Since our last blog post on lithium-ion batteries, there has been a report that a self-balancing scooter, known as a hoverboard, is the suspected cause for a March 10, 2017, fatal fire that occurred in Harrisburg, Pennsylvania. The fire resulted in the death of a three-year-old girl. Fire origin and cause experts are still investigating, but statements from persons who escaped the home indicate that a charging hoverboard “exploded” and caused the fire.
They are everywhere: in your pocket, in your car, in your hands, in your lap and even “in your face.” Lithium-ion batteries are in nearly every product that has become a staple of modern life, such as smartphones, tablets/notebook computers, digital cameras and headphones. They are in our transportation systems – trains, planes and automobiles. They are involved in our hobbies and recreation, including radio-controlled vehicles, hoverboards and e-bikes. They also show up in some of our vices, such as vaping and smoking e-cigarettes. Though we typically view the batteries and the products they power as innocuous, if something goes wrong it can go catastrophically wrong.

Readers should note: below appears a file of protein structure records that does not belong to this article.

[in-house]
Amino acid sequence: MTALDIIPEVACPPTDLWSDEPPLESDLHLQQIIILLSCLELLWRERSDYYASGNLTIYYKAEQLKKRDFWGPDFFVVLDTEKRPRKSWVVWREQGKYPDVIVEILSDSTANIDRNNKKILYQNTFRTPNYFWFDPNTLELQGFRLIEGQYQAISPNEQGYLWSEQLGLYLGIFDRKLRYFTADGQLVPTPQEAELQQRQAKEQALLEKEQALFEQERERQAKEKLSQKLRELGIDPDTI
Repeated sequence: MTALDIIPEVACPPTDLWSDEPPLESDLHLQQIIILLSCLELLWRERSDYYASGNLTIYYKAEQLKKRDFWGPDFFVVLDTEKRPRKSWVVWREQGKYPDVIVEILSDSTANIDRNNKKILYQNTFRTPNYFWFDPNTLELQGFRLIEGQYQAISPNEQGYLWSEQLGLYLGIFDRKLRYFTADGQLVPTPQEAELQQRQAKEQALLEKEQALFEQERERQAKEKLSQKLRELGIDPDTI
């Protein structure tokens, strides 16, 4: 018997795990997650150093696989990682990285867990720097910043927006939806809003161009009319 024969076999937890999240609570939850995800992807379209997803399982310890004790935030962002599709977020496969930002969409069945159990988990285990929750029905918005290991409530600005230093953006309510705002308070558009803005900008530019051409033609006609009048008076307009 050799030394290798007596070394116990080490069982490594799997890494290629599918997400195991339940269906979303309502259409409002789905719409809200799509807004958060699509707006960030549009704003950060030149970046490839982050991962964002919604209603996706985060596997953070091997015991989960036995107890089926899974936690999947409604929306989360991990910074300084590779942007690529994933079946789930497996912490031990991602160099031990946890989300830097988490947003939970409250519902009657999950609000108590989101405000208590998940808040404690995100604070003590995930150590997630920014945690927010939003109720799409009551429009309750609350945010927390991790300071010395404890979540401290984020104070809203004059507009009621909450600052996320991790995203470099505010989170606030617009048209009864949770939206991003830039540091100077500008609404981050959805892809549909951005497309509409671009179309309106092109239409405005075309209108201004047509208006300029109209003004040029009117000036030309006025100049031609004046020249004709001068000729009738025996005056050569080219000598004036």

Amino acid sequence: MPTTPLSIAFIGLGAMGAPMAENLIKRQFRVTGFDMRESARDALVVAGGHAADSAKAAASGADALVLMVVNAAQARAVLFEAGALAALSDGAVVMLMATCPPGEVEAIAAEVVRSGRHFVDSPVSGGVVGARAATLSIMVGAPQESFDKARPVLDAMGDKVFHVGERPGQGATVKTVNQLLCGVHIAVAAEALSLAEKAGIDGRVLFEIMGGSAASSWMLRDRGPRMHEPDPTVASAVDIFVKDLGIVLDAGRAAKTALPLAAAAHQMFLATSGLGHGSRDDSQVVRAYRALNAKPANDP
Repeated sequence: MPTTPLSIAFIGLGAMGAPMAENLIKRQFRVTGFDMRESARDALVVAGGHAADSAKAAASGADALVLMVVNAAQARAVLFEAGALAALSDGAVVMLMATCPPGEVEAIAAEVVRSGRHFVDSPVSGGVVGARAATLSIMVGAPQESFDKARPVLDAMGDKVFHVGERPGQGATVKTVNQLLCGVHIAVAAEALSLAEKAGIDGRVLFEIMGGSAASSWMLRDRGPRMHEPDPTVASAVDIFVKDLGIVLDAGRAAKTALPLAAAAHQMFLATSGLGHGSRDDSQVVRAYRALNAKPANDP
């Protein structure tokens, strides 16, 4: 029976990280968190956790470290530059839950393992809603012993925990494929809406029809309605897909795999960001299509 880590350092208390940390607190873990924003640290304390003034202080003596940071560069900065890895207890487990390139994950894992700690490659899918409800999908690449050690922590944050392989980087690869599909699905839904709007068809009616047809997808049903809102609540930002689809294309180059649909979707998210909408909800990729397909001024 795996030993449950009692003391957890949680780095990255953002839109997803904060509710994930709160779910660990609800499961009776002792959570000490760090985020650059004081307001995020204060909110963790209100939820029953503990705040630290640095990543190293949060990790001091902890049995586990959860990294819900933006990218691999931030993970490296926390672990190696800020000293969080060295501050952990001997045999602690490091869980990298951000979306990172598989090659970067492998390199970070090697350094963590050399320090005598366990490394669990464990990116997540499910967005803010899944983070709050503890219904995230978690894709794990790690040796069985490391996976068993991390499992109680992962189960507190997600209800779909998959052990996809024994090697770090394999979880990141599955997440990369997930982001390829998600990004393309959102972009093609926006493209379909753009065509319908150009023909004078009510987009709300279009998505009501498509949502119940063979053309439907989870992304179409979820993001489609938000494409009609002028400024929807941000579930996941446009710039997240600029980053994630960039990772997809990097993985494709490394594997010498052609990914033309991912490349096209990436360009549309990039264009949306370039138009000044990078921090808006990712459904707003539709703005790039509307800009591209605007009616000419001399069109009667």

When the failure of a smart product leads to a fire, the challenge of how smart home applications should be evaluated and examined as a potential cause becomes a more complex undertaking than the failure of a similar but dumb product.
Continue Reading The Impact of the Smart Home Revolution on Product Liability and Fire Cause Determinations
Not surprisingly, following on the heels of various accounts and reports of fires caused by hoverboards, ten manufacturers, distributors and retailers have issued an official recall of 501,000 hoverboards in the United States coordinated by the U.S. Consumer Product Safety Commission (CPSC).
The recall impacts nearly all of the major brands of hoverboards currently sold on the market, and some online retailers are recalling the hoverboards sold on their websites, which amount to approximately 5,000 units. Continue Reading U.S. CPSC Oversees Recall of Hoverboards Citing Risks Associated with Lithium-ion Battery Packs
Mobile apps (apps) are software applications designed to work on smart phones or tablets. The consumer’s first introduction to apps were the “native apps” that increased the user’s productivity or provided general information retrieval from the internet. Those native apps were features such as a web browser, email, calendar or stock ticker that typically come pre-bundled in the device. Shortly after the introduction of the smart phone, software designers started building apps that could be downloaded to mobile devices that provided the user with more capability than the pre-bundled native apps offered by the manufacturer of the device. Continue Reading Pokémon GO: An Indicator of Product Liability in the App Economy